Miniature Wax Sculptures at the Philadelphia Museum of Art: A Technical Study, Treatment, and Gallery Presentation

Nicole M. Passerotti, Beth A. Price, Cathleen Duffy, Alexandra Letvin, and Melissa Meighan


The Philadelphia Museum of Art (PMA) has one of the largest and most distinguished European portrait miniature collections in America. The collection comprises painted miniatures and waxes, both low relief and small sculptures, dating from the 16th to the 20th centuries. As part of a ten-month Samuel H. Kress Fellowship, the conservator worked closely with curators in order to establish joint priorities, to define consistent terminology, and to survey 190 waxes in the collection. In addition to the survey, exchange with colleagues, and visits to collections including the V&A and the Wallace Collection among others, the project culminated in the technical study, treatment, and recommendations for the long-term care of the wax collection. Eleven waxes were chosen to investigate materials, fabrication, and condition. The group selected for analysis included waxes from England, France, Germany, and Italy, manufactured between the 16th and 19th centuries. Samples from each of the eleven objects were analyzed using Fourier transform infrared microspectroscopy, scanning electron microscopy with energy dispersive spectroscopy, and pyrolysis-gas chromatography-mass spectrometry to characterize the waxes and the colorants used in the creation of these objects. From the eleven objects analyzed, seven waxes then were selected for treatment. The objects represented a range of treatments that will provide guidelines and methodologies for future conservation of the collection. Conservation treatment included structural repairs, compensation, and cleaning informed by the Modular Cleaning Program. The conservator and the curator worked in concert to prepare a focused installation, repurposing a free-standing floor case in a dedicated miniatures gallery. The case features recently treated waxes with their respective x-radiograph images, encouraging visitors to look more closely and consider how these delightful objects were made. The objects chosen for display highlight three major methods of manufacture: hand-built on metal armature, mold made with known multiples, and a pre-fabricated mold designed for amateur artists. This study is a model for collaboration between curators, conservators, and scientists. The result of the project has been a contribution to the wax miniature scholarship, specifically to the materials used and the methods of fabrication. The study also has informed the treatment of these delicate objects in a sensitive and confident manner.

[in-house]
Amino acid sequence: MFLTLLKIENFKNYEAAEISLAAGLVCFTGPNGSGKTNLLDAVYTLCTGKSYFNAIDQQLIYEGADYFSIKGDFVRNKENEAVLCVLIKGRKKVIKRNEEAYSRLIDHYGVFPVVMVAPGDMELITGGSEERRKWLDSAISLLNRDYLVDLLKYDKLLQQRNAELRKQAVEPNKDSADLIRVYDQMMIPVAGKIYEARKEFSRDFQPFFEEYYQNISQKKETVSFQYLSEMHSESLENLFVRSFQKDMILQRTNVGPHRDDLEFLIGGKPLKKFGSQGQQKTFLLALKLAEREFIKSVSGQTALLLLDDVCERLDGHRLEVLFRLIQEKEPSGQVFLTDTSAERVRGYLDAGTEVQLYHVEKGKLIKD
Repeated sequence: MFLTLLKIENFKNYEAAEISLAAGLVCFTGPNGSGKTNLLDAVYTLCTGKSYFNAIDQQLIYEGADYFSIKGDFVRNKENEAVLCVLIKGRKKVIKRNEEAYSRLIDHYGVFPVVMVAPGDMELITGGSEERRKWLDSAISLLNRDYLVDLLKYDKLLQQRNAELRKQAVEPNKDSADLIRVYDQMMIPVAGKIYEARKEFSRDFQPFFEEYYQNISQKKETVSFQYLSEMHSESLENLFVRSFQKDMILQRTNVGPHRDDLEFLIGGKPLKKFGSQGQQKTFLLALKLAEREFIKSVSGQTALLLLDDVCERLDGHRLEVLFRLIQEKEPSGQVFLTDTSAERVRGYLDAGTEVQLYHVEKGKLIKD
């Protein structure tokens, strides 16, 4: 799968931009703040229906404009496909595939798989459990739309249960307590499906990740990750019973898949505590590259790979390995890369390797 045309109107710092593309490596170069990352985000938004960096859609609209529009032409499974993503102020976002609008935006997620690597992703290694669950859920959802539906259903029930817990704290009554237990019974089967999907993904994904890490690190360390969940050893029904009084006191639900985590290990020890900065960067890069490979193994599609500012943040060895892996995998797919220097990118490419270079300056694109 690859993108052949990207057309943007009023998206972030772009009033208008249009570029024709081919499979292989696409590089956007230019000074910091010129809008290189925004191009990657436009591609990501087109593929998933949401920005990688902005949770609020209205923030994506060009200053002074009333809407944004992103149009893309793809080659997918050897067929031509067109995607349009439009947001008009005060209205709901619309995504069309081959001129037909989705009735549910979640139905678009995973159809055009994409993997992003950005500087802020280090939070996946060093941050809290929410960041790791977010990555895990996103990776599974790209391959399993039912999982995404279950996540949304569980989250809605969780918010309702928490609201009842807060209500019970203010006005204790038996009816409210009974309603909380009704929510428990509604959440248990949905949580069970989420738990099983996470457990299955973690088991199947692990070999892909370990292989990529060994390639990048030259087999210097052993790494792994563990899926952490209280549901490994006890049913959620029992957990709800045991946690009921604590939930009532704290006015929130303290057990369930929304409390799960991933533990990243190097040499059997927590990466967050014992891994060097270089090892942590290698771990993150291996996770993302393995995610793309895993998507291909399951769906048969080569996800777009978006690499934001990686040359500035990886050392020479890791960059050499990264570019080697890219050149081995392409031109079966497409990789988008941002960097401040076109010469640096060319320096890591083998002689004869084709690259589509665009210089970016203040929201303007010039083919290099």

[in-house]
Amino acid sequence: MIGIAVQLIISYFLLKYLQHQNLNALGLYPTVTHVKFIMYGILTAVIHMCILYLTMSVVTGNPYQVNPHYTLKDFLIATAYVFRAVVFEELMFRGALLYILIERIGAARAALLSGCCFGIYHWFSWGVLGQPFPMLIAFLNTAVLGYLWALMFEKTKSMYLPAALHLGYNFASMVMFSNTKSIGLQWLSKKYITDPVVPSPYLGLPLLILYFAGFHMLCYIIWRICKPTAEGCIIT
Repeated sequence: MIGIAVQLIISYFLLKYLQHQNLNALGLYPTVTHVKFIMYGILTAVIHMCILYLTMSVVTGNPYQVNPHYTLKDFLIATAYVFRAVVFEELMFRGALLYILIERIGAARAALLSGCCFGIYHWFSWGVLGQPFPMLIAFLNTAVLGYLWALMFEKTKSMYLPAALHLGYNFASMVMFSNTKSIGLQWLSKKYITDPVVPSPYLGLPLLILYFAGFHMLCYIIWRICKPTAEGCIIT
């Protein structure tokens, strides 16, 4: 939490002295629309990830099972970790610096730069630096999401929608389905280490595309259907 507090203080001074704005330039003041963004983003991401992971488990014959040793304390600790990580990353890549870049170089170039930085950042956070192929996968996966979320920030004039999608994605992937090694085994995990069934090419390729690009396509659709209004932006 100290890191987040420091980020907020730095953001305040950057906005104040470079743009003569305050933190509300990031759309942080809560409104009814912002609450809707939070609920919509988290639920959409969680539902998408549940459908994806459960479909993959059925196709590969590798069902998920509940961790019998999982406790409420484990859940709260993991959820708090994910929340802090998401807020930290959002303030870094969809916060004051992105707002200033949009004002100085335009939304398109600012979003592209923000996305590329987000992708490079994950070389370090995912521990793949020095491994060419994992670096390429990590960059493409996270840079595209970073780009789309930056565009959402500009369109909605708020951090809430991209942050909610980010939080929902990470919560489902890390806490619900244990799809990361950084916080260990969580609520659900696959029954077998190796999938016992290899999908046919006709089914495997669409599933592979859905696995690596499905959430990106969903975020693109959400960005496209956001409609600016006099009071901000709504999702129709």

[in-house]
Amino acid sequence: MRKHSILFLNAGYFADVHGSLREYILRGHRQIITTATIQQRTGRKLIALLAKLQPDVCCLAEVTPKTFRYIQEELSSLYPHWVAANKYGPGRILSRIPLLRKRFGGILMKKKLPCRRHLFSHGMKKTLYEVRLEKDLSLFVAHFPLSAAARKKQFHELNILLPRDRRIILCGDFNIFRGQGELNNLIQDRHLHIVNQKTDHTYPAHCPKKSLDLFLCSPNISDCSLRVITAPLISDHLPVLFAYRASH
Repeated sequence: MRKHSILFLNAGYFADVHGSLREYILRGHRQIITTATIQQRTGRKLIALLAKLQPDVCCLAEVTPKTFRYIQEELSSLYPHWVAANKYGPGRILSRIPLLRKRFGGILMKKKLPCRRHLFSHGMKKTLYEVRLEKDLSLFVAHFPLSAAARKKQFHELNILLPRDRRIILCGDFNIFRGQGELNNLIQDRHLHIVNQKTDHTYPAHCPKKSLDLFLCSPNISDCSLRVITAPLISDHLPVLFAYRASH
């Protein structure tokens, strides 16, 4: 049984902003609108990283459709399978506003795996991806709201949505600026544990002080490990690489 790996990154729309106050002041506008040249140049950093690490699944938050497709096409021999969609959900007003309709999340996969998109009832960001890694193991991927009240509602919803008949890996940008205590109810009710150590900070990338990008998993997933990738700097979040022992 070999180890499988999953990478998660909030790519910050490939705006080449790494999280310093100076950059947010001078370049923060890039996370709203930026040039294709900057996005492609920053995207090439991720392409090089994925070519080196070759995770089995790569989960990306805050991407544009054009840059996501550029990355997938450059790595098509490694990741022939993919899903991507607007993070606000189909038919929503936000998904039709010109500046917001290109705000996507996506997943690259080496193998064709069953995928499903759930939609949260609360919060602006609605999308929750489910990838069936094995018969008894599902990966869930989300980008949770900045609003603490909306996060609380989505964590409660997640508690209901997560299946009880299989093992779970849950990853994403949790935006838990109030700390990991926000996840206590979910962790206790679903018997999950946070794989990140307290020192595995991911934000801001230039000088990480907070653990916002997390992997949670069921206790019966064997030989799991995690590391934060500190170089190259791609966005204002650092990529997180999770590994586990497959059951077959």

2019 | Uncasville | Volume 26